SAN DIEGO (CNC) - A 12-month-old baby is one of 34 new flu deaths recently reported in San Diego, bringing this season’s total to 45, the County Health and Human Services Agency announced today.
The infant died Dec. 31, 2017. The ages of the deceased this flu season range from 1 to 100 years. All the people who died, for whom there is information available, had underlying medical conditions.
Also, 3,334 lab-confirmed flu cases were reported last week, bringing this season’s total to 7,314. The number of cases reported last week is higher than the overall total reported during the 2011-12, 2008-09 and 2007-08 flu seasons. This record number of cases reflects better testing and surveillance systems in the region and a more severe influenza season than in recent years.
Given the high number of deaths and cases, local health officials are urging people to stay home if they are sick and to stay away from sick people.
“The death of a child is very unfortunate. Our sympathy goes out to the family for their tragic loss,” said Sayone Thihalolipavan, M.D., M.P.H., County deputy public health officer. “We are seeing a very high number of flu deaths and cases. Sick people should stay home to avoid infecting others at work, in school or in public places. People should not shake hands, share food or drinks, or kiss if they are sick.”
For the week ending Dec. 30, 2017, the Health and Human Services Agency is reporting the following:
It’s Not Too Late for a Flu Shot
The Centers for Disease Control and Prevention recommends that everyone 6 months and older get vaccinated. The vaccine is safe and effective. It takes two weeks for immunity to develop.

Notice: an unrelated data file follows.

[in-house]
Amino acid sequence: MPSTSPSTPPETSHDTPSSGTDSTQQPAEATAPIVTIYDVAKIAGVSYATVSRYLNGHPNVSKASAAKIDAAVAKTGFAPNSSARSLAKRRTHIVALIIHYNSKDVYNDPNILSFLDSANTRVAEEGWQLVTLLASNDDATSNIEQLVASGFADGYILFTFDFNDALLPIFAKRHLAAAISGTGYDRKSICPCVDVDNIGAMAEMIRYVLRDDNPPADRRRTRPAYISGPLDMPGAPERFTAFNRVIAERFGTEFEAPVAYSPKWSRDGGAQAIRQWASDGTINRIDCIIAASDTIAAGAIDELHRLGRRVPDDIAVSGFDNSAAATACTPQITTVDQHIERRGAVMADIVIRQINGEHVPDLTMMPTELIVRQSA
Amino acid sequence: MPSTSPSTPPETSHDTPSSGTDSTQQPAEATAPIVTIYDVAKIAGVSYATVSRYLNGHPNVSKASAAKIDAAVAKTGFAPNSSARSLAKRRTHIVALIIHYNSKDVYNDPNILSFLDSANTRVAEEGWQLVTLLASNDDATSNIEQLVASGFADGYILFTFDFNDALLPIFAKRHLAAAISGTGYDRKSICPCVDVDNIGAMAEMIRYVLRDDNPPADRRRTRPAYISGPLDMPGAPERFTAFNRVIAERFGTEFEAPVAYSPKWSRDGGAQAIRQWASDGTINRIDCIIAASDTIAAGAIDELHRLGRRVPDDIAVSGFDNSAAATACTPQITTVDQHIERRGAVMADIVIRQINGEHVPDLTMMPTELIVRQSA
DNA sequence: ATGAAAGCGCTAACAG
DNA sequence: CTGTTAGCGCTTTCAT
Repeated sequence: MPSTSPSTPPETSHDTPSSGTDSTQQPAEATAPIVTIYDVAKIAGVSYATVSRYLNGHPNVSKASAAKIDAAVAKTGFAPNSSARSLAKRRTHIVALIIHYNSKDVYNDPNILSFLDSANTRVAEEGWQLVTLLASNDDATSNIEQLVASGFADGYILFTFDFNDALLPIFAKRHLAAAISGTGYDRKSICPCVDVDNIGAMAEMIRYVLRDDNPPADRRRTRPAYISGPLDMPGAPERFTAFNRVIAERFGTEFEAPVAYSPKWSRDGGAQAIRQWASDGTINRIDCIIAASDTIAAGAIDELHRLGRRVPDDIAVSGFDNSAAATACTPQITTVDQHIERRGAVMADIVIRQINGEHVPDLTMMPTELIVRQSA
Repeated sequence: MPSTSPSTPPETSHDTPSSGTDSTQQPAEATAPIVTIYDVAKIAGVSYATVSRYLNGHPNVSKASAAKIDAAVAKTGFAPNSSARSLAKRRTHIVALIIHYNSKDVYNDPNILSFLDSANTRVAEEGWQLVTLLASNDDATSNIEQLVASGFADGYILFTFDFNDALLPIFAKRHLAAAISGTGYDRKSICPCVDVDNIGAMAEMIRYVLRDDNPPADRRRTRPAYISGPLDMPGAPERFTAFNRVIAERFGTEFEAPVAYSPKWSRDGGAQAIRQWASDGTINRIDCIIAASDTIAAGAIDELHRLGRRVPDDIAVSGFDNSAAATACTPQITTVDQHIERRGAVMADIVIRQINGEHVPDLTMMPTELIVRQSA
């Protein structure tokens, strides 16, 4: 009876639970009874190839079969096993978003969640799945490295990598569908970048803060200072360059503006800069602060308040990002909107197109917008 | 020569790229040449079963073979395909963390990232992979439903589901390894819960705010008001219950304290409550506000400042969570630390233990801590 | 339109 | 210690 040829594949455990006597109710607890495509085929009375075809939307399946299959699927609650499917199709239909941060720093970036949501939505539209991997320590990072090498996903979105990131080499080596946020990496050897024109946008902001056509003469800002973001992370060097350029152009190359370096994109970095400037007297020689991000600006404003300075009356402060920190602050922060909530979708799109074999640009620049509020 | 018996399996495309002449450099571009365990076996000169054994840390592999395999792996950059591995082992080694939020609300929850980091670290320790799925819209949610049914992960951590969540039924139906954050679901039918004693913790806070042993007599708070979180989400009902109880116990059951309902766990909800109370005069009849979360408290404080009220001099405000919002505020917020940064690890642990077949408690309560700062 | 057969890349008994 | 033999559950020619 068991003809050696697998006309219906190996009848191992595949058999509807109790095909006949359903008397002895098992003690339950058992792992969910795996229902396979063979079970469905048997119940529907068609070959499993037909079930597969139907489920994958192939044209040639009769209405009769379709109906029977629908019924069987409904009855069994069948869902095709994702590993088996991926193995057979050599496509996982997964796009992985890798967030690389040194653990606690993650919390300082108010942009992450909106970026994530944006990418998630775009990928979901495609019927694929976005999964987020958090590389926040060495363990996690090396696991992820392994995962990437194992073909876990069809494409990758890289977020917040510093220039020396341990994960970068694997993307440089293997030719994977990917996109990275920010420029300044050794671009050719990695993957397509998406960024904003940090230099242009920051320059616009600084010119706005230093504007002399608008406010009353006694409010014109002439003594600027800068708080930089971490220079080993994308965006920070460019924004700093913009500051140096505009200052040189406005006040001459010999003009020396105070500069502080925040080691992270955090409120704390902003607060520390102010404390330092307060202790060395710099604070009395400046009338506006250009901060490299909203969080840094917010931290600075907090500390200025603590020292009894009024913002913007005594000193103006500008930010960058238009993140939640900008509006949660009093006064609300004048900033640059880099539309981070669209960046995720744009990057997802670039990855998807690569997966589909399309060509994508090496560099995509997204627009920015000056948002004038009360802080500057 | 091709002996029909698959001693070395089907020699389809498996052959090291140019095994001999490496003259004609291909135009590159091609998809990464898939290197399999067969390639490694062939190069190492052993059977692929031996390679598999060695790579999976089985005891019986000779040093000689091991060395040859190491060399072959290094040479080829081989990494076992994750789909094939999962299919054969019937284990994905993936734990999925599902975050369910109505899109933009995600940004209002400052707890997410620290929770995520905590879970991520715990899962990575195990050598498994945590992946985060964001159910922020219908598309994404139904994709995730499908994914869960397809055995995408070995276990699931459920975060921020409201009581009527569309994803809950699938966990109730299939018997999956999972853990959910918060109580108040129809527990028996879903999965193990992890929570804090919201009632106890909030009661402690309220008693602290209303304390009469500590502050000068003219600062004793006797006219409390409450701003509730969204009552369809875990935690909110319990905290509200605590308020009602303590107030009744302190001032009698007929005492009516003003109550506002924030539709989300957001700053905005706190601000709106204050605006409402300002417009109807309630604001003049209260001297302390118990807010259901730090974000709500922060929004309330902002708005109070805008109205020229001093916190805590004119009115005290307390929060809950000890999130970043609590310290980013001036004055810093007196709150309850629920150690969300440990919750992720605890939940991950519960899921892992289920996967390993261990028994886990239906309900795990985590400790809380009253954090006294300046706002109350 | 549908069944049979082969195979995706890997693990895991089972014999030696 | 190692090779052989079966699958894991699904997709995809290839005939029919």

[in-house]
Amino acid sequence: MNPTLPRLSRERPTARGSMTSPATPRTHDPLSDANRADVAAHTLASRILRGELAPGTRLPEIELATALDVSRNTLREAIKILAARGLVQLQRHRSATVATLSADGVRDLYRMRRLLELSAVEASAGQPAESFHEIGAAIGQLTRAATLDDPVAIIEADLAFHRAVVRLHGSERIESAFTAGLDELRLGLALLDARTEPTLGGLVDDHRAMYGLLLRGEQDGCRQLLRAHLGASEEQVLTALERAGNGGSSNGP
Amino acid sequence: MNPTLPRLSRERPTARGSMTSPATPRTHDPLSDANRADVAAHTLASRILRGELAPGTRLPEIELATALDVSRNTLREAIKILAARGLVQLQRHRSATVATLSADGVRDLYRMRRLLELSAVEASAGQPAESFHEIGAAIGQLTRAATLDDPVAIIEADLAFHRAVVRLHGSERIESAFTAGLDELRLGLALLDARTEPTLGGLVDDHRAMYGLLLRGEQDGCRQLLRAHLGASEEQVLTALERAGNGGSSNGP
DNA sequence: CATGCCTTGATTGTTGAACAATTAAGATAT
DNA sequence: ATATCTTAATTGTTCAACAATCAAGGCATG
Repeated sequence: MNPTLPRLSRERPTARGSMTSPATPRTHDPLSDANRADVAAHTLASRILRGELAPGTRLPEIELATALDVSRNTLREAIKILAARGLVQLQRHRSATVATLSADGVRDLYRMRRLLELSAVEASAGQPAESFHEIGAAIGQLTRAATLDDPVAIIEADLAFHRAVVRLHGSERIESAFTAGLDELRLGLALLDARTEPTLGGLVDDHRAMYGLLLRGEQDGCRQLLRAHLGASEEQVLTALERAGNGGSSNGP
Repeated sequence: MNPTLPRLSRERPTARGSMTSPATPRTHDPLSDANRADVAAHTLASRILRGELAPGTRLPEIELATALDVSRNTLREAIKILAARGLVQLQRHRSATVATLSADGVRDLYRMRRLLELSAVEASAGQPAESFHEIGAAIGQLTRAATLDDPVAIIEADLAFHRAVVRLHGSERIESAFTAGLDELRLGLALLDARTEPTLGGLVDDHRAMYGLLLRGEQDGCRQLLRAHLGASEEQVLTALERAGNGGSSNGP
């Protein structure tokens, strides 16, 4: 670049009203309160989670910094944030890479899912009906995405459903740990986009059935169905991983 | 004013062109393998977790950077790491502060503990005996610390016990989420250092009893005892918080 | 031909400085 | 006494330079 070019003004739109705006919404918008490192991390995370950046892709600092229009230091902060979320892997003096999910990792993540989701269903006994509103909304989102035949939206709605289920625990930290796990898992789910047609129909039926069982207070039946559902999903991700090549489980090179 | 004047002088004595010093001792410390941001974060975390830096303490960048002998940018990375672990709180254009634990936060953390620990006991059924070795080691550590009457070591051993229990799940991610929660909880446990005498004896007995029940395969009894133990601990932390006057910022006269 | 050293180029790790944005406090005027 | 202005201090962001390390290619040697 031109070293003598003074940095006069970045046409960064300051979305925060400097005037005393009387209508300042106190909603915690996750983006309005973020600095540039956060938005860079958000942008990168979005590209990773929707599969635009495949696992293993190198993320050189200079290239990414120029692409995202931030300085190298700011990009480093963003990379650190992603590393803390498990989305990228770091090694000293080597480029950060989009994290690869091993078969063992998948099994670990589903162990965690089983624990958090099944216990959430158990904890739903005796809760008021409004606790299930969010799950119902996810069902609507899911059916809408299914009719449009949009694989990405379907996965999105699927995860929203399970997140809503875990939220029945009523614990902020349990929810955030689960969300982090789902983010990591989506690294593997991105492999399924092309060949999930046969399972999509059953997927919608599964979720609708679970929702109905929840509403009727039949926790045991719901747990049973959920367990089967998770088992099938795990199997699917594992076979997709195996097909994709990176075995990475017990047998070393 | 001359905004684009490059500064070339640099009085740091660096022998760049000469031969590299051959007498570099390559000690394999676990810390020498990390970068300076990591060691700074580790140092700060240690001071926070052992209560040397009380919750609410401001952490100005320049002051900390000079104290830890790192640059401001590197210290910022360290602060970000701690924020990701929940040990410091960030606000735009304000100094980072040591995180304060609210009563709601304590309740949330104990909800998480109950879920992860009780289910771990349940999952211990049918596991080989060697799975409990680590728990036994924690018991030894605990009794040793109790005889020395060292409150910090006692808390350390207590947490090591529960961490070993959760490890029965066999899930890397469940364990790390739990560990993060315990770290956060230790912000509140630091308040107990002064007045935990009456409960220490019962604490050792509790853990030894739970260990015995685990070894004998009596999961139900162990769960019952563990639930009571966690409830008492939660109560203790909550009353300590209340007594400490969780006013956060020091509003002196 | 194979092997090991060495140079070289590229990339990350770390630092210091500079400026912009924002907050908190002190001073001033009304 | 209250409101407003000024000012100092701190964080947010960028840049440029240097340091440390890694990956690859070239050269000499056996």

Vaccination is especially important for people who are at high risk of developing serious complications from influenza. They include:
In addition to getting vaccinated, people should also do the following to avoid getting sick:
The flu vaccine is available at doctors’ offices and retail pharmacies. If you don’t have medical insurance, you can go to a County public health center to get vaccinated. For a list of locations, visit www.sdiz.org or call 2-1-1.
Thousands of people marched through downtown San Diego and San Marcos in the second annual Women's March Saturday. The San Diego event began at 10 a.m. at the downtown Waterfront Park on Pacific Highway, while the North County event began at 11 a.m. at Palomar College.
Thousands of people marched through downtown San Diego and San Marcos in the second annual Women's March Saturday. The San Diego event began at 10 a.m. at the downtown Waterfront Park on Pacific Highway, while the North County event began at 11 a.m. at Palomar College. The two marches were held in conjunction with other marches across the country.
The federal government shut down at the stroke of midnight Friday, which prompted the closure of many federal operations, such as national parks and monuments and that included the shutdown of Cabrillo National Monument.
Chilly temperatures and scattered showers started the weekend. Temperatures at the coast and inland communities hovered around 60 degrees with some areas of San Diego County receiving rain during the morning hours.
A transient accused of fatally stabbing a man after they got into an argument near a 7-Eleven store in Poway pleaded not guilty Friday to a murder charge.
Coastal rail closures could complicate the commute for the thousands of people expected at Women's Marches set for downtown San Diego and San Marcos Saturday, though additional transit options are being made available.
A man arrested in the doctor's lounge at Sharp Grossmont Hospital in La Mesa after claiming to be an anesthesiologist pleaded not guilty Friday to a felony charge of treating the sick without a certificate.
People who bought new homes in Otay Ranch's Village of Escaya can start moving in Friday - later than planned but after the developer took steps to address methane found at the site.
Recent assaults by tactical teams on prototypes of President Donald Trump’s proposed wall with Mexico found their imposing heights should stop border crossers, The Associated Press has learned, a finding that’s likely to please security hawks but raise concerns about costs and environmental damage.
Two of the region's largest federal enterprises, military bases and border patrol, are unlikely to face major disruptions in the event of a looming government shutdown that experts say likely is to occur at midnight.